The turning point for the U.S. semiconductor industry may have been in 1985, when American companies filed an antidumping petition against Japanese chipmakers. The Japanese were selling 256-kilobit memory chips at $2 each, for example, even though they cost an estimated $3 or more to produce. The result was the first U.S.-Japan semiconductor trade agreement, which set up a system of floor prices on Japanese chips. A second accord was signed last year, calling for American and other non-Japanese chipmakers to gain at least 20% of Japan's market.

    The agreements put an end to dumping and helped American chipmakers gain a 16% share of the Japanese market, a historic high. (Japan insists that the figure is closer to 20% when IBM shipments of chips to its Japanese subsidiary are counted.) Motorola makes the chips that operate Canon's single-lens-reflex camera, for instance, and Texas Instruments supplies the digital processors for Sony compact-disc players. According to the Semiconductor Industry Association, American companies are generating $1 billion a year in extra revenues as a result of the trade pacts. U.S. semiconductor companies are turning their attention to South Korean chipmakers, who were accused of dumping memory chips this year. Last month the Commerce Department levied preliminary antidumping duties as high as 87% against three Korean producers: Samsung, Hyundai and Gold Star.

    Some U.S. chip-industry leaders want the government to do more. Many even call for a type of national industrial policy on the scale of Japan's powerful Ministry of International Trade and Industry. While such direct intervention is a long shot, Washington has given the industry a big boost through formation of the Sematech consortium. Created by Congress in 1987, Sematech is a research-and-development group financed on a fifty-fifty basis by the Pentagon and a group of 12 U.S. electronics companies, including Intel, Motorola and IBM. Based in Austin, Sematech set out to restore U.S. dominance in advanced chipmaking equipment, like circuit-printing machines.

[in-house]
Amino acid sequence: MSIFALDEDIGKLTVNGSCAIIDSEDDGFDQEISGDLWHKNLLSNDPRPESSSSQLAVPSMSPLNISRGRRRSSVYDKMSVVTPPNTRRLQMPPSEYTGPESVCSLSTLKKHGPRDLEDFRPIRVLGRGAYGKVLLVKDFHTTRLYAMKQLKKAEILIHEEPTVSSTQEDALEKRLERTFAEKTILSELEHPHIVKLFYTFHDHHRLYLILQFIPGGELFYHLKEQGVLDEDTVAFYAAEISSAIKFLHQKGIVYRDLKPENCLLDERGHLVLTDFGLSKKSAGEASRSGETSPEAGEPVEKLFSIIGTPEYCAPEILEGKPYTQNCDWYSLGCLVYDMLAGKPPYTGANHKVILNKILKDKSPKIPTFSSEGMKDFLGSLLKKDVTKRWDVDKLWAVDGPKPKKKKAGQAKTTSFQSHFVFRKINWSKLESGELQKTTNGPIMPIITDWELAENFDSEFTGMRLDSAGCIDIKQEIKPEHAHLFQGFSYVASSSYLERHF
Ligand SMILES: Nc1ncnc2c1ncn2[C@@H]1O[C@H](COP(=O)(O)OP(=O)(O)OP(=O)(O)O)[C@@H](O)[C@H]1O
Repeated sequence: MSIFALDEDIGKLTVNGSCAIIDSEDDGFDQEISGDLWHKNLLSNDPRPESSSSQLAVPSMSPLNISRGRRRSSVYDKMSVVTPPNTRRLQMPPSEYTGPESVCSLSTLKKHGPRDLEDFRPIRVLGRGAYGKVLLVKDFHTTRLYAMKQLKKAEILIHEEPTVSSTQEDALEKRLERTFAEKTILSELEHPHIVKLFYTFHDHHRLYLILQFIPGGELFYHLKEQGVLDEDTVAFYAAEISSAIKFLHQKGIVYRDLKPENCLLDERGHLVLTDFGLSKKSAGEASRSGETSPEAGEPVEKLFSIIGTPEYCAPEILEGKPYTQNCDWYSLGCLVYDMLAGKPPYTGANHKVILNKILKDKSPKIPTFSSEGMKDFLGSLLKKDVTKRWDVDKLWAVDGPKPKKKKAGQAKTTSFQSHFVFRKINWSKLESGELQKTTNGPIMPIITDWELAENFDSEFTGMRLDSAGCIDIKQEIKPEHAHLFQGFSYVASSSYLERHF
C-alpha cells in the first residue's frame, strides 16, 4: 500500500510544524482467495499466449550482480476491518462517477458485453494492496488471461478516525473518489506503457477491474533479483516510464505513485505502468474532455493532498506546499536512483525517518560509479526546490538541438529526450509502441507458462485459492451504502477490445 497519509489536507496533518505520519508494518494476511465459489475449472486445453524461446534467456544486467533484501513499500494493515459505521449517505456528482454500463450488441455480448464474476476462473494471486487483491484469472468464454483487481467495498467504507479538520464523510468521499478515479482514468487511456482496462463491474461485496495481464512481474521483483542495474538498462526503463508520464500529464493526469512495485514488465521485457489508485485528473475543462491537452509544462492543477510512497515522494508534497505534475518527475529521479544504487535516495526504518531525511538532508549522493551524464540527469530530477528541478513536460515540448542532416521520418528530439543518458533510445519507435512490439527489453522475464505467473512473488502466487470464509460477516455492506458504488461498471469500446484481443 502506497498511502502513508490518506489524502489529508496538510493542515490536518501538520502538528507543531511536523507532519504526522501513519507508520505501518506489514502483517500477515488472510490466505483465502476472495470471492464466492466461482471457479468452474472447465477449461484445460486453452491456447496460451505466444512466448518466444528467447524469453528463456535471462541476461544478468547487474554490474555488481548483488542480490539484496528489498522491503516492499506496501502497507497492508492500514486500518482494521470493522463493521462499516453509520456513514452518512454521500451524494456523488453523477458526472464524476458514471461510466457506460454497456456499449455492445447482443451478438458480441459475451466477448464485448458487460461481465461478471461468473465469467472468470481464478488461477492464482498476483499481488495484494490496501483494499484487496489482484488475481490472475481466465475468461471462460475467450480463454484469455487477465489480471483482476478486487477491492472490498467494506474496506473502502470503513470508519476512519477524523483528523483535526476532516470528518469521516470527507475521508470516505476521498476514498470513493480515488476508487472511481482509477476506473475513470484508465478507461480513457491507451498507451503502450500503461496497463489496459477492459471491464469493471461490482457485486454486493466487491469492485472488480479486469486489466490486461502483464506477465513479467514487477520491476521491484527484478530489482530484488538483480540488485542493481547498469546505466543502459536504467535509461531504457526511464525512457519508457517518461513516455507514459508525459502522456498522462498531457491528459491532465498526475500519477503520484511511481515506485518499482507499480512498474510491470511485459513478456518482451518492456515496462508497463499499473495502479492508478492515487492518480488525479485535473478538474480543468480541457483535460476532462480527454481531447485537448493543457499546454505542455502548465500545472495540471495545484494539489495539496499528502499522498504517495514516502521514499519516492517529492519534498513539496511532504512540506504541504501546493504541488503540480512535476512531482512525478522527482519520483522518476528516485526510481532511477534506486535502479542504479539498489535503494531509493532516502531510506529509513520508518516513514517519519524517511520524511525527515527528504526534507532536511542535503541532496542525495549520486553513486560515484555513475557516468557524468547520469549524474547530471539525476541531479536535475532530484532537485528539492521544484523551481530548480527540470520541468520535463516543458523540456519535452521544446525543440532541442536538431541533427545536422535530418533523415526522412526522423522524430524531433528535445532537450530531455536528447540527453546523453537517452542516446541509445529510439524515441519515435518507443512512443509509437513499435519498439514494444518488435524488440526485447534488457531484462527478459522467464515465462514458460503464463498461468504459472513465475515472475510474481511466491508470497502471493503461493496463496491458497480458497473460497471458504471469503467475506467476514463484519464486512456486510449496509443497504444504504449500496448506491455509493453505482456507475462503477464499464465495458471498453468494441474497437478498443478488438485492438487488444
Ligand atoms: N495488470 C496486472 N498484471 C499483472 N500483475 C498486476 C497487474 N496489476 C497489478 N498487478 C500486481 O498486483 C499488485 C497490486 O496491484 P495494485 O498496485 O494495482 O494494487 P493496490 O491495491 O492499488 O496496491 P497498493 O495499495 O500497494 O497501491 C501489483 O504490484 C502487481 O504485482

Sematech has already paid dividends. The consortium has developed lower-cost methods of chip manufacturing by creating computer models that simulate semiconductor assembly lines. And it has devised uniform testing guidelines for equipment to replace the hodgepodge of standards set by different chipmakers. Sematech put persuasion to work as well, cajoling U.S. semiconductor companies into buying more chipmaking machines from American manufacturers. As a result, U.S. equipment makers now command 47% of the world market, up from a low of 44% two years ago. (Japan's share: 45%.) Says Papken Der Torossian, chairman of Silicon Valley Group, the second largest U.S. chip- equipment supplier: "It would not be an understatement to say Sematech saved the industry."

    The U.S. semiconductor industry helped itself too by dramatically cleaning up its act. American computer chips are no longer riddled with defects. Three years ago, only 50% to 60% of U.S. chips were error-free, compared with 85% to 90% for Japanese semiconductor makers. Now, thanks in large part to vastly improved production facilities, American devices average 90%. To a chip's circuitry, a single speck of dust is like a giant boulder. Intel's new $700 million plant in Santa Clara, California, where its next generation of microprocessors will be produced, will be 1,000 times as clean as a hospital operating room.

    The battle is far from over for U.S. chipmakers, however. Changes are taking place that will put a premium on specialized chips, costly investments and partnerships. To compete in the future, companies will need to incorporate ever more features onto a single chip. Such semiconductors will cost more to build. It currently takes a minimum of $500 million to construct a modern chip facility. The next generation of plants will cost more than $1 billion. Says Intel's Moore: "It's becoming too darn expensive to go it alone." Intel is working with Japan's Sharp, while Texas Instruments has formed a joint venture with Hitachi. IBM has teamed up with Germany's Siemens and Japan's Toshiba.

    For U.S. companies, the future promises to be no easier than the past. But the industry will face the next decade in much better shape. Chipmakers have learned from their mistakes, and Washington has recognized their strategic value. With the chips no longer down, though, the industry must guard against another wave of complacency. In an increasingly global economy, the competition is never asleep.